When I became pregnant with my first child, my in-laws immediately gave me a copy of "What to Expect When You’re Expecting." I couldn’t help scoffing. They had represented the book as literary agents, and their apartment walls were lined with all the infinite editions. "What to Expect: The First Year," "What to Eat When You're Expecting," "What to Expect at Bedtime," "What to Expect Before You're Expecting," "Qué Puedes Esperar Cuando Estás Esperando." I wasn’t about to submit to an entire industry banking on my clueless anxieties as a first-time mother.
Then my brain became hostage to the insatiable demands of my body--ravenous, drowsy, needing to pee, all of the above simultaneously. I incessantly interrupted my work to research nursing pillows and baby carriers, sleepwalked from meal to meal, succumbed to feverish dreams about tiny aliens and fragile dolls.
I started to read the book and couldn’t stop. Nothing was more comforting than matching my symptoms to the official predictions, checking off every item on every checklist, confirming my fulfillment of every do and every don’t. Each pregnancy milestone became a chance to find out the next worry--Tay-sachs, preeclampsia, gestational diabetes--and vanquish it, with my dog-eared, notated copy of "What To Expect" as my talisman.
At exactly 40 weeks, I delivered my baby boy with a triumphant push. Here was my child, exactly the way he was meant to be: fat-cheeked, howling, radiant. I knew luck had played a part, but I couldn’t help feeling that I must’ve done everything right to have a baby as perfect as this.
One year later, just 25 weeks into my second, equally uncomplicated pregnancy, I woke up in labor. By the time I arrived at the hospital, I was fully dilated and the baby’s heartbeat was slowing. Within minutes, my daughter was delivered via emergency C-section. The doctors resuscitated her, attached her to tubes and machinery, and placed her inside a glass box. She weighed one pound nine ounces. None of her vital organs--her brain, lungs, heart, skin--were ready for the world outside my body.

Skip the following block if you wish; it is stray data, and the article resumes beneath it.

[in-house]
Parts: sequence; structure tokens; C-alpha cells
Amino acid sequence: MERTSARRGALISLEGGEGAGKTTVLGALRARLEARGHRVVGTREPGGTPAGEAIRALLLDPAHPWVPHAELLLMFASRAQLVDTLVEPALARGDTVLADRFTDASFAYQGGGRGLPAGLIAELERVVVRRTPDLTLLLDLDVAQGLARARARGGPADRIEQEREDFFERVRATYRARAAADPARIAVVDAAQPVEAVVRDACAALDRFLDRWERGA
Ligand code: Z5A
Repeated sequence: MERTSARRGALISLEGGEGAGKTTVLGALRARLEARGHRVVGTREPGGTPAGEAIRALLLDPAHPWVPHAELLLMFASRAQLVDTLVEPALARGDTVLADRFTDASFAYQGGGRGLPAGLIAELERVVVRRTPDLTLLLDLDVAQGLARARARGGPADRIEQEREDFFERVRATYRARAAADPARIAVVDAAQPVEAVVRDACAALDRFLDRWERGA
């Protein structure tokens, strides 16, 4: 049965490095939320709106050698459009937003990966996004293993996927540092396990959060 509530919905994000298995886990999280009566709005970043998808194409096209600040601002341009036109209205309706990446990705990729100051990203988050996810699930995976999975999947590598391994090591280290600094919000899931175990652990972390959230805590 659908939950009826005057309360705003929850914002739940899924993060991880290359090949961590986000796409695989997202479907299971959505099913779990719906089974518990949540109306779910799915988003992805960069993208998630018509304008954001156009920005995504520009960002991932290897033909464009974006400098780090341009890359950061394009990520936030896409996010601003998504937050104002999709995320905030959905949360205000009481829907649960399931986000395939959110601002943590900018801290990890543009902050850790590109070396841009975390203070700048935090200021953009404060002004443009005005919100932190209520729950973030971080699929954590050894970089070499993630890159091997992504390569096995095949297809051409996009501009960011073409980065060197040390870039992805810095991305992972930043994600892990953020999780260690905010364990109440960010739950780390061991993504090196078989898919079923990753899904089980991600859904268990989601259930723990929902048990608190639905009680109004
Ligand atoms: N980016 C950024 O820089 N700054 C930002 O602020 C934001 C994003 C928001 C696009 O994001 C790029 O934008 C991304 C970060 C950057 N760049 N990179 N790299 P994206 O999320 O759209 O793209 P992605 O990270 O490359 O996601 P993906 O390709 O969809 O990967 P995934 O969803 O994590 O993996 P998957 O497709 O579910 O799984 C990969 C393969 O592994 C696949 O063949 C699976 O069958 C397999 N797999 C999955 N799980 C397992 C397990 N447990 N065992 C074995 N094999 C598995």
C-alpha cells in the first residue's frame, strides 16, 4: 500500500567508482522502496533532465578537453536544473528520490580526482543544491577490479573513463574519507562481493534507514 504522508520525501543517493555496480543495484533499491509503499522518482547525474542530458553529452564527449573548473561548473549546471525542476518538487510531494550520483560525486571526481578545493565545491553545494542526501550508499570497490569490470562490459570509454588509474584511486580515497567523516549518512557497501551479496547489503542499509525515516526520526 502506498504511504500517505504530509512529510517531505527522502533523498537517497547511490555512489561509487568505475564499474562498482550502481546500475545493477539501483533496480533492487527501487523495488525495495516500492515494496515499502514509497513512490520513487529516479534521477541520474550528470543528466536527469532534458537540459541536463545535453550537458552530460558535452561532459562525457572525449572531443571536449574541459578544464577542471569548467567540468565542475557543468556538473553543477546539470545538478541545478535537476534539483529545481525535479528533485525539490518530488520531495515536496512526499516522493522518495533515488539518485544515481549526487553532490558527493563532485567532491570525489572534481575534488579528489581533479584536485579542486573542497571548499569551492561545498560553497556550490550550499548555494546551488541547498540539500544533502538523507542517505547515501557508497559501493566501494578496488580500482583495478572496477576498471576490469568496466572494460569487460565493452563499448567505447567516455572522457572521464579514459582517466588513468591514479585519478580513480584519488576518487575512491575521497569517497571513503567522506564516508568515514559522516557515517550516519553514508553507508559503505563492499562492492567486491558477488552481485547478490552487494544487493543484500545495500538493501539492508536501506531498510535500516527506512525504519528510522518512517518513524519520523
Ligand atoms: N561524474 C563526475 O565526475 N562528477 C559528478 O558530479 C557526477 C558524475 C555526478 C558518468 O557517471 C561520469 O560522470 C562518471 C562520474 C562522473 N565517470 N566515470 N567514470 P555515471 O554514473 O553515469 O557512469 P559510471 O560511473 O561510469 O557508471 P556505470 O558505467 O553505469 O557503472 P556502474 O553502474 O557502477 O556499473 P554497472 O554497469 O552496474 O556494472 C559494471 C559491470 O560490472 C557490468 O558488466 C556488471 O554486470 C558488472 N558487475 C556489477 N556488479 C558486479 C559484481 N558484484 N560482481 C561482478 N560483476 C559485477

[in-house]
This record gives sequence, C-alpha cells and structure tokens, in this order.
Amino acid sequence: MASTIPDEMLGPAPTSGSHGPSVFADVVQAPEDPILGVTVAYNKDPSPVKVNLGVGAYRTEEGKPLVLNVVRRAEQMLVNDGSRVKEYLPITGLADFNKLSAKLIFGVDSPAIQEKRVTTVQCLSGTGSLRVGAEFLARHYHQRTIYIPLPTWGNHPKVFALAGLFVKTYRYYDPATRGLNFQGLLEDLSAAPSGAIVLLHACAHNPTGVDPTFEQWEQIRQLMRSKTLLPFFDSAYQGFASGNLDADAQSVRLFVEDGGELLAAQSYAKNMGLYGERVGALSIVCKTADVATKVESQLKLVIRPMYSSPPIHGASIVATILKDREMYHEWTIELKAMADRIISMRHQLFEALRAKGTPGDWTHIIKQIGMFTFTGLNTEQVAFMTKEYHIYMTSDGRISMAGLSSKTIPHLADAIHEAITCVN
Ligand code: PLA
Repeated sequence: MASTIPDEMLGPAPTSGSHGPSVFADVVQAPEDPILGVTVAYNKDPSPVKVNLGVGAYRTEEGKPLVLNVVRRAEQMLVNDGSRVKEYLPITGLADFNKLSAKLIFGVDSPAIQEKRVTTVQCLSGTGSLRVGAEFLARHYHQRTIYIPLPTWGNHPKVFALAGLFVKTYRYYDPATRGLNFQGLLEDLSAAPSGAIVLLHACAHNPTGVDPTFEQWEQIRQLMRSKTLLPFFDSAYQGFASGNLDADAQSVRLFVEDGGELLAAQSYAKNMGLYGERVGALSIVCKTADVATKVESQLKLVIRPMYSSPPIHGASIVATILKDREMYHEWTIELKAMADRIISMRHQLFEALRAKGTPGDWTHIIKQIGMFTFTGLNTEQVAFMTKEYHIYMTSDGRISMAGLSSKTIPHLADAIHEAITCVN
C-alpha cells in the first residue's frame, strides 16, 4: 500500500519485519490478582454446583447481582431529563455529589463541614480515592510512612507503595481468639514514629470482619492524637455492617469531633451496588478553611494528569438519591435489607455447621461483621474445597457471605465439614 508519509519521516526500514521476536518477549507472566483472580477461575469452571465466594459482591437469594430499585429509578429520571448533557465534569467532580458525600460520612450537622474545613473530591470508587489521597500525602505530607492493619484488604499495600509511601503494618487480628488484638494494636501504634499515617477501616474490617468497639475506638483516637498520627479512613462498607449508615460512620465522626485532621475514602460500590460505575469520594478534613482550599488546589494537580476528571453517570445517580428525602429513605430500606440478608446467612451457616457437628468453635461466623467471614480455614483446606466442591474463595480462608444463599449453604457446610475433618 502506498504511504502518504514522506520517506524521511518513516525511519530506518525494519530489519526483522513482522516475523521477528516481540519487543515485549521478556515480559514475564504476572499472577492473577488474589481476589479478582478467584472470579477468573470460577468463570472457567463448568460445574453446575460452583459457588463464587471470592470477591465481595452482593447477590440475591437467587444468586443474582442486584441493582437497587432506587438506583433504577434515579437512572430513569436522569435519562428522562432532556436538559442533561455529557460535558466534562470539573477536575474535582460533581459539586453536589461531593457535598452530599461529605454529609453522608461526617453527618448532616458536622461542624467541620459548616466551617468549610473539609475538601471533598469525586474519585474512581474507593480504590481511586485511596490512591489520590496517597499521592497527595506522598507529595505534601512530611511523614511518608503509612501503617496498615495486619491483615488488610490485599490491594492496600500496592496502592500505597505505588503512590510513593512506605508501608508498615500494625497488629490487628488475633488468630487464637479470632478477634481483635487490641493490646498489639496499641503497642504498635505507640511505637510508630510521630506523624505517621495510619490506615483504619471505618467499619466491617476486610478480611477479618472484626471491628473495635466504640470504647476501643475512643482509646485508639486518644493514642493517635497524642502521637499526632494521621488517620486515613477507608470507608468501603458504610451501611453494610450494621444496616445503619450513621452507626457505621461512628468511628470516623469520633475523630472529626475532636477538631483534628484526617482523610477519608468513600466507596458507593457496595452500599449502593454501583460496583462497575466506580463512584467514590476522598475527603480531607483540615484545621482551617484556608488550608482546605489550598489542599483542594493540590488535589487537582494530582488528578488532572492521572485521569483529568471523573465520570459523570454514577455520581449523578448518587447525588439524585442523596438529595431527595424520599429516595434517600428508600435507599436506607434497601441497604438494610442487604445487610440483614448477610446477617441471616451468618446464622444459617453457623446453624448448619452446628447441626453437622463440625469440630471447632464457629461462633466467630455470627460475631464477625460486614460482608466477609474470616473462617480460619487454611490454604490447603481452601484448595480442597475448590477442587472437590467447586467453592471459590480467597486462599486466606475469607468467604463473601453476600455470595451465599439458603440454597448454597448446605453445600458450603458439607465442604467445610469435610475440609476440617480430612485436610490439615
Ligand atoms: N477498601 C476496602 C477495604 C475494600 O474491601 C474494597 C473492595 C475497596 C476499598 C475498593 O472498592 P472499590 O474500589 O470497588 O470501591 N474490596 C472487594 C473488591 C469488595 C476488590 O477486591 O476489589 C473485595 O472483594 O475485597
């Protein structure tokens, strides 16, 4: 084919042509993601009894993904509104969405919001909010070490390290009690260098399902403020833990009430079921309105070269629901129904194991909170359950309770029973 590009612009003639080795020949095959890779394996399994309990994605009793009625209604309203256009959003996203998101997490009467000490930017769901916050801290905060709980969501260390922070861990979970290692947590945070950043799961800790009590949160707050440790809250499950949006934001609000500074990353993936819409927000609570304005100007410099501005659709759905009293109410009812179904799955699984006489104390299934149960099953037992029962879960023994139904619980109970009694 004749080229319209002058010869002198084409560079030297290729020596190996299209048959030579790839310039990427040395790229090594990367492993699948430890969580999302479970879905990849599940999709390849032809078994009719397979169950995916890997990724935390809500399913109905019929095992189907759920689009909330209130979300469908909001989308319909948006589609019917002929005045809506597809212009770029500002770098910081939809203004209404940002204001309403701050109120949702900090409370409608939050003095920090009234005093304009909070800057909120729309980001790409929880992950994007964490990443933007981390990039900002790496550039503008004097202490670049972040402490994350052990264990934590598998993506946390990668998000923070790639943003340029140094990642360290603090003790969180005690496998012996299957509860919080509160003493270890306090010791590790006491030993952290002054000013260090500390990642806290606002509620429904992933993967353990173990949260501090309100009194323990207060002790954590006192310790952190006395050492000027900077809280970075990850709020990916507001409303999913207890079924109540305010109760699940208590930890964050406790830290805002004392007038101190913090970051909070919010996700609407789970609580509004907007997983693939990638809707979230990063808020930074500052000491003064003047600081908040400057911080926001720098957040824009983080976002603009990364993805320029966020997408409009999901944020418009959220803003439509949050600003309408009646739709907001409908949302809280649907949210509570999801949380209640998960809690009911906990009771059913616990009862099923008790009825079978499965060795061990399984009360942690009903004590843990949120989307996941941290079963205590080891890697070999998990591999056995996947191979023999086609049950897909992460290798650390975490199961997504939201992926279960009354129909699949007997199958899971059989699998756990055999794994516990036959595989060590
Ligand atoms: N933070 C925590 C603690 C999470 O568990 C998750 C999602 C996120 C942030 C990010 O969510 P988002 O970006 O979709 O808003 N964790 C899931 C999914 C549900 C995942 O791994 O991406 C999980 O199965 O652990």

Through the long, terrifying months that followed, as my daughter endured countless procedures and fought for every breath, I was haunted by everything I must have done wrong to cause my daughter’s catastrophically premature birth. Something I ate, something I touched, something I thought.
As with my first pregnancy, the results of every screening, every test result, every prenatal exam had been perfect. I’d had no risk factors and the doctors had no explanations, so I could only blame myself. No matter how my husband tried to reassure me, no matter that the literature on prematurity acknowledged that a birth like my daughter’s was no one’s fault, I couldn’t shake the sense that I was a failure of a mother.
I had failed to keep my child safe. I had failed to hold onto my own baby. Even after I brought her home and she seemed to thrive, I continued to castigate myself. In some ways, this was easier than accepting the stark reality that in pregnancy--as in life--sometimes disaster strikes without warning and without reason.
One year after I brought her home, just as she and I were finally recovering from the trauma of her birth, Tim Armstrong, the CEO of AOL--my husband’s then-employer--publicly claimed that the medical needs of two employees’ “distressed babies” had forced him to cut retirement benefits for all employees, disclosing details that allowed my husband’s co-workers to immediately identify our family and exposing everything I had tried to forget.